8. Don’t Forget To Follow-Up

Whether you nail and interview, or feel like you bombed it, do not, I repeat, do not, forget to follow-up with your interviewer. Even if you don’t want the job, even if you feel like you made an ass of yourself because you didn’t listen to the rest of the do’s and don’ts on this list. Write a short but sweet email thanking the interviewer and even letting them know why you are still excited and interested in the role. This doesn’t need to be a novel, but it shows that you care enough about the company and the role to send a quick thank you, and “looking forward to hearing back.”

WARNING: Don’t be shocked if you don’t hear back from them in response to your follow-up or at all. In the last few months I’ve applied to hundreds of jobs (I was laid off in February) and I hardly ever hear back from interviewers, even when I feel like we really hit it off. It’s super frustrating, but at least I know it was nothing I did and even though they may have left a sour taste in my mouth, I didn’t!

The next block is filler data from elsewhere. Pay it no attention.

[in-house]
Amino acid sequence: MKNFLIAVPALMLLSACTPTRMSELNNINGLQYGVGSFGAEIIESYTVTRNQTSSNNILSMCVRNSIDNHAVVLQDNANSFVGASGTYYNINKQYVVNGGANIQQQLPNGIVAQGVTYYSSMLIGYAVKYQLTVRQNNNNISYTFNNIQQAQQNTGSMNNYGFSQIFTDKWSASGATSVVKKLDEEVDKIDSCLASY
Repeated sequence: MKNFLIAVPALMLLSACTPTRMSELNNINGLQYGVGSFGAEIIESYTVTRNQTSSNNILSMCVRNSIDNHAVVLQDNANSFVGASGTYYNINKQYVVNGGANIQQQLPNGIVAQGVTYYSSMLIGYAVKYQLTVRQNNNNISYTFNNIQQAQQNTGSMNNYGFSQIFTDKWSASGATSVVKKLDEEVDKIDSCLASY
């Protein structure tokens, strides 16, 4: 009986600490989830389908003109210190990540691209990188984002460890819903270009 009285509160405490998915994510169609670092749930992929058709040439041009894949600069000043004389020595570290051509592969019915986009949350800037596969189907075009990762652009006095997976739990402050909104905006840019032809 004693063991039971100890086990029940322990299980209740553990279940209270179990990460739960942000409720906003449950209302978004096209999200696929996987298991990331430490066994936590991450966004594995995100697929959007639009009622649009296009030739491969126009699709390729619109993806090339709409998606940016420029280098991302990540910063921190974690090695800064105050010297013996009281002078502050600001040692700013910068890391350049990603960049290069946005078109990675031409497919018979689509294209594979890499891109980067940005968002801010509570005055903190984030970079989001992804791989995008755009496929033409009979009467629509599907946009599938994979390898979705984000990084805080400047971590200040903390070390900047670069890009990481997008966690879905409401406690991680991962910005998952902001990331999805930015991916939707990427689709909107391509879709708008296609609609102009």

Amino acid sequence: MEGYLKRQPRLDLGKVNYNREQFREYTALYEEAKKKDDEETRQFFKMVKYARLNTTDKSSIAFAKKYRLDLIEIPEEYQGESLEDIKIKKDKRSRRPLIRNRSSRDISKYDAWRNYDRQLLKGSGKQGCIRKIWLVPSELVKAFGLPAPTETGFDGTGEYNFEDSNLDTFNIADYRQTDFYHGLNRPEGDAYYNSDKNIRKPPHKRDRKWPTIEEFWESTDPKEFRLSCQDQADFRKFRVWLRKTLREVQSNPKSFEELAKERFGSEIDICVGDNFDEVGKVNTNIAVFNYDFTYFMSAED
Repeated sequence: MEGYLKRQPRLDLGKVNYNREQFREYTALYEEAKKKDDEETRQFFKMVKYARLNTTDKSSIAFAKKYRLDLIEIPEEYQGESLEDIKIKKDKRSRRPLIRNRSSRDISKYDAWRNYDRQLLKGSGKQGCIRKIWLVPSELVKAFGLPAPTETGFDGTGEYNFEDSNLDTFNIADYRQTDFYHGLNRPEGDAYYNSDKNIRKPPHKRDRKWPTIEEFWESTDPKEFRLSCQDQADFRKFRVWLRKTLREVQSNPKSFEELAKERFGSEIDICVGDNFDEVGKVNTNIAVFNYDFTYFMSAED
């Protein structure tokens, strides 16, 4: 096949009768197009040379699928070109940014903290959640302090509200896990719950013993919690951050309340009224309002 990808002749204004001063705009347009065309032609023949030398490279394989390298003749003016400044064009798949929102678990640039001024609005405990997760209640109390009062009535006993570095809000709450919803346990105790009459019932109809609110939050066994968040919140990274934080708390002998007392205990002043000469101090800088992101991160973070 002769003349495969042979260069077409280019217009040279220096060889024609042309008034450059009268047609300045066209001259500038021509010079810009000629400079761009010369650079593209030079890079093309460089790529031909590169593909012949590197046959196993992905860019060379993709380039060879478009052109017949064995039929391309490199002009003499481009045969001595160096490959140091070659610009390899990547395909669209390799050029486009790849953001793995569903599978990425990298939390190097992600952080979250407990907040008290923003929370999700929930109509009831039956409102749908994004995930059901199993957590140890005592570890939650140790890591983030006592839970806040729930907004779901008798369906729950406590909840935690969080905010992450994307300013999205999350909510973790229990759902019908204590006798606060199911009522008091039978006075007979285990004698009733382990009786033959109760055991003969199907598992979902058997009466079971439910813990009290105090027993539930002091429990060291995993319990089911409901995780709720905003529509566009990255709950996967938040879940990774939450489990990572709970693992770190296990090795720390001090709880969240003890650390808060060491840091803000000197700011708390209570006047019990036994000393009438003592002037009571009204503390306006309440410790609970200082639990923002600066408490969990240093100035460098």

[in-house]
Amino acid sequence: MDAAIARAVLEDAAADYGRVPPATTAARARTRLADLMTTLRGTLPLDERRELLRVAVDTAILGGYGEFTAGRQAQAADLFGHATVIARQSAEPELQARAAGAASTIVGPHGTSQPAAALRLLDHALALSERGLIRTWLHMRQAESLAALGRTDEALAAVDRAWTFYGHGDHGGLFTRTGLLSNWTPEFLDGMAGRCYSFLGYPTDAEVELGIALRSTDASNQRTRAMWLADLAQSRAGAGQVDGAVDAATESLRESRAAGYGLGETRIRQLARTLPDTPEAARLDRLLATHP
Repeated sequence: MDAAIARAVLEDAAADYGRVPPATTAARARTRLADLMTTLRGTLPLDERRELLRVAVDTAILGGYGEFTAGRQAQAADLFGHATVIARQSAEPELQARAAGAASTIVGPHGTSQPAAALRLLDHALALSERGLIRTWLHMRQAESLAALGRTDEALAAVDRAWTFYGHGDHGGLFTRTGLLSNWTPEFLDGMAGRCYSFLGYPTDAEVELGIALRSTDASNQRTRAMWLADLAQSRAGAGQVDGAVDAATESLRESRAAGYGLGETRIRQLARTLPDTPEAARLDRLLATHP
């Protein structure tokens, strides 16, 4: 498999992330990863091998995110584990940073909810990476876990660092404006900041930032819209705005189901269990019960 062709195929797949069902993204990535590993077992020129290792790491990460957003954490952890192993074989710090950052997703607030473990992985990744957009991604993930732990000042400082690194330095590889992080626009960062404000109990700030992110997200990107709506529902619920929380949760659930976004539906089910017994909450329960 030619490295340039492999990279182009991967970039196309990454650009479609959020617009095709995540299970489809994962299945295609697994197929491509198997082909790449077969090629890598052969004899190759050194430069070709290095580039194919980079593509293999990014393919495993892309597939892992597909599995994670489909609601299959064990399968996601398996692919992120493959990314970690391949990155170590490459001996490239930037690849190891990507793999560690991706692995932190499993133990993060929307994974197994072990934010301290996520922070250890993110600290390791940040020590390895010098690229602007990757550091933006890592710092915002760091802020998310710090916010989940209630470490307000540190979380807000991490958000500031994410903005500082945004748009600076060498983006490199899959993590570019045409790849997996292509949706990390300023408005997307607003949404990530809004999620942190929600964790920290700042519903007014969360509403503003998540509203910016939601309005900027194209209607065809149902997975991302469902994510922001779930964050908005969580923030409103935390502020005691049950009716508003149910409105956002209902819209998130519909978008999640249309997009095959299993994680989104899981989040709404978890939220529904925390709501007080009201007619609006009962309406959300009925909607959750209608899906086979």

9. Do Be Yourself

It’s so easy to get lost in your preparation, nerves, and everything else that comes with an interview that you’re so on edge you forget to be yourself. Interviewers want to know you are qualified for the role and how, but they also want to see who you are and what your personality is like. Yes, you still need to remain professional, but don’t feel like you need to hide who you really are. They are going to want to see this part of you before you’re in the role any way. So relax, be confident in your shit, and let your personality shine through. At least if you don’t get the job you’ll know you didn’t try and be someone you’re not.


Interviewing can be exhausting. Ask me, I’ve probably interviewed for hundreds of jobs in my short six years in my career. It’s a steady stream of unexpected questions, being ghosted by interviewers, and tons of rejection. However, if there’s one thing that keeps me going is knowing that I gave each interview my all, showed them why and how I’d be the best candidate, and if at the end of the day they didn’t want me, there’s always the next one!

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*Opinions expressed are those of the author, and not necessarily those of Student Life Network or their partners.